Practitioner Toolkit: Working With Adult English Language Learners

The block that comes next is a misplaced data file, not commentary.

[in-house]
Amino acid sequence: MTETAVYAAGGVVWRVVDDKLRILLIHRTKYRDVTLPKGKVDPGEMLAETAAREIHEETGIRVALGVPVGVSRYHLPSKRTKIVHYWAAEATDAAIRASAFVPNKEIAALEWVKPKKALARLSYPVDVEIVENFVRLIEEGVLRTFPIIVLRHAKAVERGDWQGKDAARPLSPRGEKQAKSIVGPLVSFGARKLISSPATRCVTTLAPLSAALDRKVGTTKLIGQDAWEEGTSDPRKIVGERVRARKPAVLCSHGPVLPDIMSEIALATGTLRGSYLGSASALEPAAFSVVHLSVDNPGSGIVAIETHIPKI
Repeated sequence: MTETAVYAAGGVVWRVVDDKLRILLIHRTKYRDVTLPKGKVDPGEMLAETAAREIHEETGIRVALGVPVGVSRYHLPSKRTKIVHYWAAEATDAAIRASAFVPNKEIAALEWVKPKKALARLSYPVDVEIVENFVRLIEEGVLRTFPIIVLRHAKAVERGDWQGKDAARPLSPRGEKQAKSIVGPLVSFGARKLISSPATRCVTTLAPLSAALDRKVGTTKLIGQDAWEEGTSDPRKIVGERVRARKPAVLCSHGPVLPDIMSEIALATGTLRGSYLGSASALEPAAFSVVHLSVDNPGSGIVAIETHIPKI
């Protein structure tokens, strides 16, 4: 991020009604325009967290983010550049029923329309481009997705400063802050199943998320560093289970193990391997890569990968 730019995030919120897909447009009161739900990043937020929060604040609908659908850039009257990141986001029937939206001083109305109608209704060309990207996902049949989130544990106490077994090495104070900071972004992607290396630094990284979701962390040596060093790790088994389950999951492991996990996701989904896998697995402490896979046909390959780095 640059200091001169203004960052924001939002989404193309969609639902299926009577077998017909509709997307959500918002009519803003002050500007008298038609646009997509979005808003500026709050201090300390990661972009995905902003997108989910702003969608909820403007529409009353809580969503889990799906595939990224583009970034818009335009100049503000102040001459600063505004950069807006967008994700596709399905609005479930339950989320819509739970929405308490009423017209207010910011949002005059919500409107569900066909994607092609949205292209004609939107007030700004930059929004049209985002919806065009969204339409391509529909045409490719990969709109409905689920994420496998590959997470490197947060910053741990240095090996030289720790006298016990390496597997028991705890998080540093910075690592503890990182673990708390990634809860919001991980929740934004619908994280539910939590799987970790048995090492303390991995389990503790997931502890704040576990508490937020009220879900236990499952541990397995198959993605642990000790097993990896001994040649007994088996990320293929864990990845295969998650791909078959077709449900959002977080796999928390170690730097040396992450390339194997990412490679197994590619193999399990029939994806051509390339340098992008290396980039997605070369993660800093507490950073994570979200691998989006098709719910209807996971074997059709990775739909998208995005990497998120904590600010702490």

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<ul><li><p>Practitioner Toolkit:Working With Adult English</p><p>Language Learners</p><p>Resources and Tools for InstructorsWorking With Adults and Families Learning English</p></li><li><p>This document was designed and written by The National Center for Family Literacy </p><p>and The National Center for ESL Literacy Education at the </p><p>Center for Applied Linguistics </p><p>The opinions expressed herein do not necessarily represent the positions or policies of the U.S. Department of Education, and no official endorsement by the U.S. Department of Education should be inferred. </p><p>Practitioner Toolkit: Working With Adult English Language </p><p>Learners </p></li><li><p> 2008 by the National Center for Family Literacy and the Center for Applied Linguistics Printed in the United States of America This document was developed by the National Center for Family Literacy in collaboration with the Center for Applied Linguistics with funding from the U.S. Department of Education, Office of Vocational and Adult Education, to DTI Associates. The opinions expressed herein do not necessarily represent the positions or policies of the U.S. Department of Education, and no official endorsement by the government should be inferred. Recommended reference citation in APA style: National Center for Family Literacy and Center for Applied Linguistics. (2008). </p><p>Practitioner toolkit: Working with adult English language learners. Louisville, KY, and Washington, DC: Authors. </p></li><li><p>iii </p><p>Practitioner Toolkit: Working With Adult English Language Learners </p><p> Table of Contents </p><p> Acknowledgments ivv Introduction viiix Frequently Asked Questions xxv </p><p>Part I Background Information Adult Non-Native English Speakers in the United States I 16 Program Types and Challenges I 712 </p><p>Part II Activity Packets Orientation for New English Language Learners II 14 Needs Assessment and Learner Self-Evaluation II 528 Lesson Planning II 2940 Activities to Promote Interaction and Communication II 4156 Activities to Promote Reading Development II 5776 </p><p>Part III Parent Education in Family Literacy Programs Parent Education Overview III 14 Parent Education Instructional Strategies III 58 Parent Education Activities III 916 Sample Parent Education Lessons III 1722 Literacy Activities in the Home III 2326 </p><p>Part IV Topics in Adult ESL Education and Family Literacy English Language and Literacy Learning: Research to Practice IV 124 Assessing Adult English Language Learners IV 2530 English Language Assessment Instruments for Adults Learning English IV 3152 Spanish Language Assessment Instruments for Adult Spanish Speakers </p><p>Learning English IV 5358 Adult English Language Learners and Learning Disabilities IV 5964 Addressing the Needs of Specific Groups of Learners IV 6570 Helping Adult English Language Learners Transition into Other </p><p>Educational Programs IV 7178 Preparing for Permanent Residency and Citizenship IV 7986 </p><p>Part V Resources Parent Education Resources V 14 Adult ESL Resources V 514 </p></li><li><p>_______________________________________________________________________________ </p><p>iv </p><p>Acknowledgments </p><p>This Toolkit was developed by the National Center for Family Literacy (NCFL) in Louisville, KY </p><p>in collaboration with the National Center for ESL Literacy Education (NCLE) at the Center for Applied Linguistics (CAL) </p><p>in Washington, DC </p><p>Under the direction and guidance of Ursula Lord, Contracting Officer Representative (COR), Office of Vocational and Adult Education (OVAE), U.S. Department of Education. </p><p>Writers on this project include Sylvia Cobos Lieshoff, Noemi Aguilar, and Susan McShane, NCFL </p><p>Miriam Burt, Joy Kreeft Peyton, Lynda Terrill, and Carol Van Duzer, NCLE. </p><p>Content development, editorial services, and support were provided by Lynn Spencer and Diane DeMaio of OVAE </p><p>Akeel Zaheer, Brenda Logan, Gail Price, Jennifer McMaster, and Justin Keibler of NCFL. </p><p>We are grateful to the hundreds of respondents to NCFLs surveys and to the following focus group participants. Their input on the strengths and challenges of adult English language learners in their programs provided valuable insight that helped focus the content of this Toolkit. </p><p> Sr. Guadalupe Arciniega Sisters of Loretto Nerinx, KY 40049 Debby Cargill Adult Education Prince William County Schools Lake Ridge, VA Christine Hicks Mt. Rogers Regional Adult Education Program Abingdon, VA Jacqueline Isbell Even Start Family Literacy Program Atlanta, GA </p><p> Miriam Kroeger Arizona Department of Education/Adult Education Phoenix, AZ Susan Lythgoe The Learning Source for Adults and Families Lakewood, CO Mary Helen Martinez Community Action Adult Education Program San Marcos, TX Sharon McClaren Alliance Public Schools Alliance, NE </p><p> Connie Sapin Ohio Literacy Resource Center Kent, OH Leslie Shimazaki ABE/ESL Resource Center San Diego, CA Vicky Tangi East Baton Rouge Parish Adult Education Baton Rouge, LA </p><p>This project was funded through a contract from the U.S. Department of Educations Office of Vocational and Adult Education to </p><p>DTI Associates of Arlington, Virginia. </p><p>December 10, 2004 </p><p>Updated for print publication in March 2008 </p></li><li><p>v </p><p>The National Center for Family Literacy </p><p>The National Center for Family Literacy (NCFL) was established in 1989 with a grant from the William R. Kenan, Jr. Charitable Trust. Founded by current president Sharon Darling, NCFL began with a simple but ambitious mission: to help parents and children achieve their greatest potential together through quality literacy programs. Today, NCFL is recognized worldwide as the leader in family literacy development. NCFL works with educators and community builders through an array of services to design and sustain programs that meet the most urgent educational needs of disadvantaged families. (www.famlit.org) </p><p>Center for Applied Linguistics The Center for Applied Linguistics (CAL) is a private, non-profit organization involved in the study of language and the application of linguistics research to educational, cultural, and social concerns. A major focus of CALs work is to encourage and improve language and literacy education in the United States. CAL carries out quantitative and qualitative research on language issues and evaluations of language programs; provides technical assistance to schools and school districts and professional development for teachers; and collects, analyzes, and disseminates information about language and culture. CAL houses the Center for Adult English Language Acquisition (CAELA) Network, the only national center in the United States that focuses on adult ESL language and literacy issues. The mission of the CAELA Network is to help states that have recently begun serving adult English language learners build their capacity to improve the skills of teachers and administrators in adult English as a second language (ESL) programs. This, in turn, will help promote the success of the learners. The CAELA Network also makes research findings and research-based resources available to practitioners working with adult English language learners across the nation (www.cal.org/caela). The CAELA Network replaces the National Center for ESL Literacy Education (NCLE), which was operated by CAL from 1989 to 2004 and provided technical assistance to professionals working with adult English language learners. This toolkit was developed by NCLE staff. </p></li><li><p>_______________________________________________________________________________ </p></li><li><p>_________________________________________________________________ INTRODUCTION </p><p>Introduction vii </p><p>Introduction America is a nation of immigrants. In the 1990s, the U.S. immigrant population grew rapidly, and in many states, the foreign-born population more than doubled between 1990 and 2000 (Capps, Fix, &amp; Passel, 2002). Consequently, there has been a dramatic increase in the number of adult learners enrolled in English as a Second Language (ESL) classes. Data from the U.S. Department of Education, Division of Adult Education and Literacy (DAEL) indicate that 1.1 million ESL students were enrolled in federally funded programs in 2002, and almost 1.2 million in 2003. Of these 1.2 million adult learners, almost 50 percent were of Hispanic or Asian origin. Other learners were Africans, Eastern Europeans, and Pacific Islanders (U.S. Department of Education, 2004). </p><p>States with the largest ESL enrollments include Arizona, California, Colorado, Florida, Illinois, New Jersey, New Mexico, New York, Texas, and Washington (U.S. Department of Education, 2004). These states have developed infrastructures and systems to serve English language learners (ELL). However, programs in states with smaller English language learner populations such as Alabama, Delaware, Louisiana, Mississippi, Montana, and North Dakota may not be as well equipped to serve the population. This is particularly true for many faith- and community-based providers in rural areas, as well as for smaller publicly funded projects. Many of the local providers in these new growth states lack experienced staff trained to work with adult English language learners, and their resources and infrastructure are limited. </p><p>The Practitioner Toolkit: Working with Adult English Language Learners is designed to give support to adult education and family literacy instructors who are new to serving adult English language learners and their families in rural, urban, and faith- and community-based programs. The Toolkit is designed to have a positive impact on the teaching and learning in these programs. </p><p>The results of two surveys helped shape the content of the Toolkit. The first survey, conducted in January 2003, was designed to determine challenges faced by educators and community leaders serving a sudden influx of Hispanic families. In order to expand the information to include a spectrum of those who work with English language learners, an electronic survey was conducted in December 2003 (National Center for Family Literacy, 2004). </p><p>In addition to the two surveys, a focus group was convened in January 2004, in Washington, DC, to obtain perspectives from practitioners across the country regarding the challenges that they experience in serving adult English language learners and to garner recommendations for the Toolkit. Participants represented adult education and family literacy practitioners from various backgrounds: a) practitioners experienced in serving English language learners and their families and those new to the field; b) practitioners from rural programs and those from urban centers; and c) practitioners from faith-based programs </p></li><li><p>INTRODUCTION _________________________________________________________________ </p><p>viii Introduction </p><p>and those from state-funded programs (National Center for Family Literacy and Center for Applied Linguistics, 2004). Their recommendations are reflected in the Toolkit. </p><p>This user-friendly Toolkit provides a variety of materials to help practitioners meet the language and literacy development needs of the adult learners they serve. It begins with Frequently Asked Questions (FAQs) that address general aspects of adult ESL and family literacy instruction. Each FAQ references the section of the Toolkit that provides more complete information. </p><p>The Toolkit is divided into the following sections: Part I Background Information Part II Activity Packets Part III Parent Education in Family Literacy Programs Part IV Issues in Adult ESL Education and Family Literacy Part V Resources </p><p>Part I presents information for program staff about the population of adult English language learners in the United States. This section also describes types of programs that offer adult ESL instruction, the challenges that programs face, and some characteristics of effective programs. </p><p>Part II offers activity packets. These are descriptions of specific activities that can be carried out in programs and classes; and forms, surveys, and questionnaires that can be photocopied and used. They include a checklist for use with learners that are new to a program; samples of learner needs assessments; specific lessons and guidance for planning lessons for use with learners at different proficiency levels; and instructional strategies for promoting interaction, communication, and reading development in classes. </p><p>Part III presents information about parent education in family literacy programs. The goals and structure of parent education are explained, strategies for implementing parent education are given, and activities that parents can carry out with their children at home and in their communities are provided. </p><p>Part IV provides in-depth information about current issues in adult ESL education. The first article describes the research on second language acquisition and learning to read in a second language. Other articles address the assessment of adult English language learners and provide annotated charts of published assessments that are used in the field to assess the English language and Spanish language proficiency of adults learning English. Additional background articles describe research-based strategies for working with adult learners with learning disabilities and other special needs, helping learners make transitions beyond adult ESL classes, and helping learners prepare for permanent residency and citizenship. </p><p>Part V offers resources with additional information about working in adult ESL and family literacy programs. </p></li><li><p>_________________________________________________________________ INTRODUCTION </p><p>Introduction ix </p><p>It is our hope that this Toolkit will give adult education practitioners the information and tools they need to work effectively with this large and growing population. </p><p>References </p><p>Capps, R., Fix, M. E., &amp; Passel, J. S. (2002, November). The dispersal of immigrants in the 1990s. Immigrant Families and Workers: Facts and Perspectives Series, Brief No. 2. Retrieved May 14, 2004, from http://www.urban.org/UploadedPDF/410589_DispersalofImmigrants.pdf </p><p> National Center for Family Literacy. (2004). Practitioner toolkit for adult English literacy learners: </p><p>Needs assessment summary. Unpublished report. National Center for Family Literacy &amp; Center for Applied Linguistics. (2004). Practitioner toolkit </p><p>for adult English literacy learners: Focus group summary. Unpublished report. U.S. Department of Education, Office of Vocational and Adult Education, Division of Adult </p><p>Education and Literacy. (2004). State-administered adult education program enrollment: 2002-2003. Washington, DC: Author. </p></li><li><p>INTRODUCTION _________________________________________________________________ </p><p>x Frequently Asked Questions </p><p>Frequently Asked Questions Regarding Terminology </p><p>Q. What is ESL? A. ESL is the popular term for English as a Second Language. It is used when referring to </p><p>the teaching of English, in an English-speaking country, to people whose native language is not English....</p></li></ul>